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Abstract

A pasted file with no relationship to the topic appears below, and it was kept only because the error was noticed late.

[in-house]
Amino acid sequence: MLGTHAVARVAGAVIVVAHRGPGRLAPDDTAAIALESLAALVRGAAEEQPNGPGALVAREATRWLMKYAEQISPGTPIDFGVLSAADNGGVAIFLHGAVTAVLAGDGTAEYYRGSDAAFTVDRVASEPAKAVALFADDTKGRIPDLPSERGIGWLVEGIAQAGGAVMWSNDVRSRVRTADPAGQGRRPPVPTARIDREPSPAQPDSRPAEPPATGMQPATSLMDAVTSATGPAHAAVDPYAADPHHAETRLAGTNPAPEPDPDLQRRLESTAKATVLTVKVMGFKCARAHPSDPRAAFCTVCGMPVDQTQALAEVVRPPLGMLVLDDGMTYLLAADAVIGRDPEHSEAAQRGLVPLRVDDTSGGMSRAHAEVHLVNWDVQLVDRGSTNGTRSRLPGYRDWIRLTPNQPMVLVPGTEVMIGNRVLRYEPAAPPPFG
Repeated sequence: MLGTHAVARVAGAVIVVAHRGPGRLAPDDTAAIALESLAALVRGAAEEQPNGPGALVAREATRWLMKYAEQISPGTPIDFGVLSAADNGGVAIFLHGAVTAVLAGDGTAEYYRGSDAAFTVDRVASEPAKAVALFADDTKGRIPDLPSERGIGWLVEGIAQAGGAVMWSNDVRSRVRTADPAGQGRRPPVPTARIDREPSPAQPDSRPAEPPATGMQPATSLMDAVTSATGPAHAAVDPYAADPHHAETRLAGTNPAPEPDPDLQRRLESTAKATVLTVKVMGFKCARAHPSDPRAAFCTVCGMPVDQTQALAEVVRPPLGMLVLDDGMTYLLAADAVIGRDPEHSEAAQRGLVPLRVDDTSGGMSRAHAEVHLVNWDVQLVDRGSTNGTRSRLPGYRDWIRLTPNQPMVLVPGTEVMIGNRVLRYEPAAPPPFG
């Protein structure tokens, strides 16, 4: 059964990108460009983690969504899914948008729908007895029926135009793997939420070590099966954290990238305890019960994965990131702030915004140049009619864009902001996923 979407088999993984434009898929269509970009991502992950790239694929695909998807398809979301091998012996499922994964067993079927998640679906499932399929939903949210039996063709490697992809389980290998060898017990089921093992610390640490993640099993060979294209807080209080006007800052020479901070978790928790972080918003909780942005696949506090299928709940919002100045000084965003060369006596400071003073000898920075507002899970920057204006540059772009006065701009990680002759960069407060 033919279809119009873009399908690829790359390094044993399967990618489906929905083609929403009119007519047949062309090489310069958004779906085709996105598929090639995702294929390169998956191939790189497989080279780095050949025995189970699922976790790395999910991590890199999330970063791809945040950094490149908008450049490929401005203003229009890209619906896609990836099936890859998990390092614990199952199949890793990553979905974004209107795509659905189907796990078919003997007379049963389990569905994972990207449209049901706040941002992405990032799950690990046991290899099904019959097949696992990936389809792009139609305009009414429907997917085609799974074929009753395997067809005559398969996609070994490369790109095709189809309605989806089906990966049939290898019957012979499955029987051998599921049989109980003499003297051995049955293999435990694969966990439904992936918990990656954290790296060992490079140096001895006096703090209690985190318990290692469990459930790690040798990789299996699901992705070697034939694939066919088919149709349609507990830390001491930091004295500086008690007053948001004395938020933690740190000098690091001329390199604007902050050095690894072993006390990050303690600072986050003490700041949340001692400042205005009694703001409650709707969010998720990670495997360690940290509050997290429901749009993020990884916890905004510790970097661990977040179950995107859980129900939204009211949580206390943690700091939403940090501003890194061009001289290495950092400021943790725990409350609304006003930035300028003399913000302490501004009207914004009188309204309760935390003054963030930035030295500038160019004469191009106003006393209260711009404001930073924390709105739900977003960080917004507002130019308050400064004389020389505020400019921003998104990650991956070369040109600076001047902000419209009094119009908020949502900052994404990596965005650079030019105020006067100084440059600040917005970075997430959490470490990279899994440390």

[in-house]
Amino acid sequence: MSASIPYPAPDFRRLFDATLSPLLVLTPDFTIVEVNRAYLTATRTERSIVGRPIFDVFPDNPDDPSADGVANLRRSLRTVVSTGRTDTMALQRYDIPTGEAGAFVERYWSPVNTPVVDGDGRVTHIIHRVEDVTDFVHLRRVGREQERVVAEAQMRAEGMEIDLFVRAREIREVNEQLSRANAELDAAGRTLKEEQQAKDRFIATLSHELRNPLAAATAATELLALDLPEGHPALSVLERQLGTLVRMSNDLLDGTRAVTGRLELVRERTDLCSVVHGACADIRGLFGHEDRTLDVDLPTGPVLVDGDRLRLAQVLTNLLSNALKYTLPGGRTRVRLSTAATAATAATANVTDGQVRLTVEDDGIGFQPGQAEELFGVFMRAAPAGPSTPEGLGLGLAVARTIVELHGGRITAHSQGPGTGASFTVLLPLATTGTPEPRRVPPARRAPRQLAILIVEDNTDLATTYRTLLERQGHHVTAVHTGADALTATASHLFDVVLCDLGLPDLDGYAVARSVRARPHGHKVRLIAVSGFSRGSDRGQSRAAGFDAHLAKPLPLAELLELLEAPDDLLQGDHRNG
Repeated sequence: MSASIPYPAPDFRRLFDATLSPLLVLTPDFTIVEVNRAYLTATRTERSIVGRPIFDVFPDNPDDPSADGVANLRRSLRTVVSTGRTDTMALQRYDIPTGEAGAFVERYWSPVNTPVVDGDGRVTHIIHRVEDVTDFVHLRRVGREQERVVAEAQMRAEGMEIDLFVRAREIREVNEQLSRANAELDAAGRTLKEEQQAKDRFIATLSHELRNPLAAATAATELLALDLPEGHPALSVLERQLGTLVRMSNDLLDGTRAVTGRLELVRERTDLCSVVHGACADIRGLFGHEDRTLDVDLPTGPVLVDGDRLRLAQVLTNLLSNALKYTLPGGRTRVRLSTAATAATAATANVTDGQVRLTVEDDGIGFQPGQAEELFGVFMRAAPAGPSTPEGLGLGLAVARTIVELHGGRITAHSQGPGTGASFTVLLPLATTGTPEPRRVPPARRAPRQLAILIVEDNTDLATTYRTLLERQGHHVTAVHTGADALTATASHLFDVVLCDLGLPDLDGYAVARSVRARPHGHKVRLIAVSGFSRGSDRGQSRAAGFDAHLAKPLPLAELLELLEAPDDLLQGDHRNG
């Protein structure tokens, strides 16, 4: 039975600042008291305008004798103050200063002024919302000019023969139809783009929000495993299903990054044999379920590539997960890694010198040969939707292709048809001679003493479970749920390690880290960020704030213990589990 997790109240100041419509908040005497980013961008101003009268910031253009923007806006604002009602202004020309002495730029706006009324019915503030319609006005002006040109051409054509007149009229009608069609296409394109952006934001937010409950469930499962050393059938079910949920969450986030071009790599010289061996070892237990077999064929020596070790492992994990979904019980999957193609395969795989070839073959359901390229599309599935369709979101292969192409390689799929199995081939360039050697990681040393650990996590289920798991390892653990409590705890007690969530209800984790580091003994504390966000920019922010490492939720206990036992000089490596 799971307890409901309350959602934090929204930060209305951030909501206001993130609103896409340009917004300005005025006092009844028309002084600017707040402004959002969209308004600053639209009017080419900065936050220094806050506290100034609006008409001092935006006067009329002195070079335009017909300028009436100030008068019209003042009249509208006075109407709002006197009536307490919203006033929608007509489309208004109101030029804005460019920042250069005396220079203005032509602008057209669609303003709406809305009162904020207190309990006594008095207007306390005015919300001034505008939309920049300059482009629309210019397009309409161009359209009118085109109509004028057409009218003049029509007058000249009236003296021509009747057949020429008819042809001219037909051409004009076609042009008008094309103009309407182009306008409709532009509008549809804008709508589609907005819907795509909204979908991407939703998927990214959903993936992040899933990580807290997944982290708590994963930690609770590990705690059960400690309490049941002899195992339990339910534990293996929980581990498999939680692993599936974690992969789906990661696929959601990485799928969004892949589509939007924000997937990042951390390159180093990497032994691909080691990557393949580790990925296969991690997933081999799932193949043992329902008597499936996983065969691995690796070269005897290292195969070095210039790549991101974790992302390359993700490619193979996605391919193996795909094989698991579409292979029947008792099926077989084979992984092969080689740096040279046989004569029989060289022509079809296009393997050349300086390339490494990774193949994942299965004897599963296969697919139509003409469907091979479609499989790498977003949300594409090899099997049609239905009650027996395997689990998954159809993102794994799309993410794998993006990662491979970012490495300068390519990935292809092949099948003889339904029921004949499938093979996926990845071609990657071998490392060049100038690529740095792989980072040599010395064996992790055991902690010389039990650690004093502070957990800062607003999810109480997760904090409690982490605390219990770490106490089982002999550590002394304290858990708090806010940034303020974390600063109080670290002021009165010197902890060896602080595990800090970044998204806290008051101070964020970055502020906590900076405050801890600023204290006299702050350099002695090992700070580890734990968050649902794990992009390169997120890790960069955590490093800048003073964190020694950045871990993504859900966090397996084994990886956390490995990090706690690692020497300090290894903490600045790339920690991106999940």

This article examines the effects of the 1909 Trade Boards Act on women's wage rates and income contributions to poor households. The Act established boards charged with setting minimum hourly wages in selected low-paid trades, and the majority of workers affected before the First World War were women. Many of the women whose wages were raised by the Act were the wives and daughters of low-skilled workers, while many others were sole earners who supported children or elderly parents. Our main finding is that the Trade Boards Act was effective in reducing household poverty rates among the women whose wages it would have increased.